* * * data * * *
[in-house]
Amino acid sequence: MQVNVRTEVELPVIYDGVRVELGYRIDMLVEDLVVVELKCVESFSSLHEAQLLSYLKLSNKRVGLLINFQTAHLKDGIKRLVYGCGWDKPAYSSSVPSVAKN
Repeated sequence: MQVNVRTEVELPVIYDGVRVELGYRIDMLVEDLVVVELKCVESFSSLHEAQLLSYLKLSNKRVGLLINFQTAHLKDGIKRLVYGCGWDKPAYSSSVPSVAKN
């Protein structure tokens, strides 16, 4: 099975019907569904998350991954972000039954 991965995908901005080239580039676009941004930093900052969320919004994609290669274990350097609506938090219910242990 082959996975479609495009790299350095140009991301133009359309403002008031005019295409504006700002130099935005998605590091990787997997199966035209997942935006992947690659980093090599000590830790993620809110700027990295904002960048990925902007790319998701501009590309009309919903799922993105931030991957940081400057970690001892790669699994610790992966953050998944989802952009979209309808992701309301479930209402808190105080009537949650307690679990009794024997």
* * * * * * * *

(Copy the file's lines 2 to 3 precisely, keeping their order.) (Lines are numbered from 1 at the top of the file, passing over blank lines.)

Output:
Amino acid sequence: MQVNVRTEVELPVIYDGVRVELGYRIDMLVEDLVVVELKCVESFSSLHEAQLLSYLKLSNKRVGLLINFQTAHLKDGIKRLVYGCGWDKPAYSSSVPSVAKN
Repeated sequence: MQVNVRTEVELPVIYDGVRVELGYRIDMLVEDLVVVELKCVESFSSLHEAQLLSYLKLSNKRVGLLINFQTAHLKDGIKRLVYGCGWDKPAYSSSVPSVAKN